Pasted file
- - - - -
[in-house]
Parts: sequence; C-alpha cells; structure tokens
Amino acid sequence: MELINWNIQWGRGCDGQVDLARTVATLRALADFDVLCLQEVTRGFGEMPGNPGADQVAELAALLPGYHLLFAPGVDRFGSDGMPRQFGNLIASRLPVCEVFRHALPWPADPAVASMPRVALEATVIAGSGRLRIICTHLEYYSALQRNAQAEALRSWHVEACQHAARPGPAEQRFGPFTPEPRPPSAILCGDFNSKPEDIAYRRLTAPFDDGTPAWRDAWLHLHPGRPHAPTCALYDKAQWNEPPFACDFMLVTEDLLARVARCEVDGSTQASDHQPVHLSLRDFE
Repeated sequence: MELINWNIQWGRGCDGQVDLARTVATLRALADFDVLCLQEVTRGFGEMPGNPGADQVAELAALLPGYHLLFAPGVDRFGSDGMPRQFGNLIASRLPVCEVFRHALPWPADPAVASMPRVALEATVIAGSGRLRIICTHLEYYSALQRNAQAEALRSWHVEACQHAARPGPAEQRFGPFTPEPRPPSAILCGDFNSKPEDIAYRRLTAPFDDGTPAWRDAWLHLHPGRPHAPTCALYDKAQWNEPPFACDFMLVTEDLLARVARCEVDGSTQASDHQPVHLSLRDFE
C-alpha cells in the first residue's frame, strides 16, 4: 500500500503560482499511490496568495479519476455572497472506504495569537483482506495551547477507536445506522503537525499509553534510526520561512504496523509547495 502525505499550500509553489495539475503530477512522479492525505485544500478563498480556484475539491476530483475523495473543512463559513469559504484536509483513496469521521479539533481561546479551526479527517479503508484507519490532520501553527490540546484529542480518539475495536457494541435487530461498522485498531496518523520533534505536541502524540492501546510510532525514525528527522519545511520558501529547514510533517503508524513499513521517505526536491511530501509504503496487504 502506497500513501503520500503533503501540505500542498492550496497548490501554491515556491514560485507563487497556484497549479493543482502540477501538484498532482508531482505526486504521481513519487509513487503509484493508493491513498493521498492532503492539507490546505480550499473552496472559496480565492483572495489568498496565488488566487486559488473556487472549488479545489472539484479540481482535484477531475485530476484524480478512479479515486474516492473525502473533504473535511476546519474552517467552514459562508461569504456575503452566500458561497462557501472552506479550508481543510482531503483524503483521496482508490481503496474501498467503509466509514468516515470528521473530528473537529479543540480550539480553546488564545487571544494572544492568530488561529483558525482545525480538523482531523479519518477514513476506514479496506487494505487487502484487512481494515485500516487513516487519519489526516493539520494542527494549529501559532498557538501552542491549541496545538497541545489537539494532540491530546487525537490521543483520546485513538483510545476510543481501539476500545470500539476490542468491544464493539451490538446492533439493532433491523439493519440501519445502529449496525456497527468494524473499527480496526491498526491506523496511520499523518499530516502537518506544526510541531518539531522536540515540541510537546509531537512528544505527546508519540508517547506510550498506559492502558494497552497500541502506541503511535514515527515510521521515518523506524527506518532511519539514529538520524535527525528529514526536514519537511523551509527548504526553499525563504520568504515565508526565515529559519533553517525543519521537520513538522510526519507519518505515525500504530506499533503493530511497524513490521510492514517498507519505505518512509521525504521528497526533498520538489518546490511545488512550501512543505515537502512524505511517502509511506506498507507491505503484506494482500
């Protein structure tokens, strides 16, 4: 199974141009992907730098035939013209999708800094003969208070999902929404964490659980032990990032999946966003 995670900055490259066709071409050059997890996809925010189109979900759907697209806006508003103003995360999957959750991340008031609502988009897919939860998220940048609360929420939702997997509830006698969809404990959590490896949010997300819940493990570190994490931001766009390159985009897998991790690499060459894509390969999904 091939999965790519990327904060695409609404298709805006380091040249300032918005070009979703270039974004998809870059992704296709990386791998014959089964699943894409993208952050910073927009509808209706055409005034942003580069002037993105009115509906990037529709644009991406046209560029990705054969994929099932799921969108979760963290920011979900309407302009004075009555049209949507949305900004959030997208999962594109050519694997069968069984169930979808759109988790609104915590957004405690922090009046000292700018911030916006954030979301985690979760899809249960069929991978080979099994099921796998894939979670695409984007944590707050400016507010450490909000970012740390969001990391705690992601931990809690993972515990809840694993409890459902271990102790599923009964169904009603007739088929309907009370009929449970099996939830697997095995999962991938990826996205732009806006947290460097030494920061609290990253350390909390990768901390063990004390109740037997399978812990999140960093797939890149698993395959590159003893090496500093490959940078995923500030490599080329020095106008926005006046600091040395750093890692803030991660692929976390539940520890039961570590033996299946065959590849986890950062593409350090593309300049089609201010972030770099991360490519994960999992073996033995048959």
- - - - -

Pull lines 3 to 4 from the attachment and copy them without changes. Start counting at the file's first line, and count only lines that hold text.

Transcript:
Amino acid sequence: MELINWNIQWGRGCDGQVDLARTVATLRALADFDVLCLQEVTRGFGEMPGNPGADQVAELAALLPGYHLLFAPGVDRFGSDGMPRQFGNLIASRLPVCEVFRHALPWPADPAVASMPRVALEATVIAGSGRLRIICTHLEYYSALQRNAQAEALRSWHVEACQHAARPGPAEQRFGPFTPEPRPPSAILCGDFNSKPEDIAYRRLTAPFDDGTPAWRDAWLHLHPGRPHAPTCALYDKAQWNEPPFACDFMLVTEDLLARVARCEVDGSTQASDHQPVHLSLRDFE
Repeated sequence: MELINWNIQWGRGCDGQVDLARTVATLRALADFDVLCLQEVTRGFGEMPGNPGADQVAELAALLPGYHLLFAPGVDRFGSDGMPRQFGNLIASRLPVCEVFRHALPWPADPAVASMPRVALEATVIAGSGRLRIICTHLEYYSALQRNAQAEALRSWHVEACQHAARPGPAEQRFGPFTPEPRPPSAILCGDFNSKPEDIAYRRLTAPFDDGTPAWRDAWLHLHPGRPHAPTCALYDKAQWNEPPFACDFMLVTEDLLARVARCEVDGSTQASDHQPVHLSLRDFE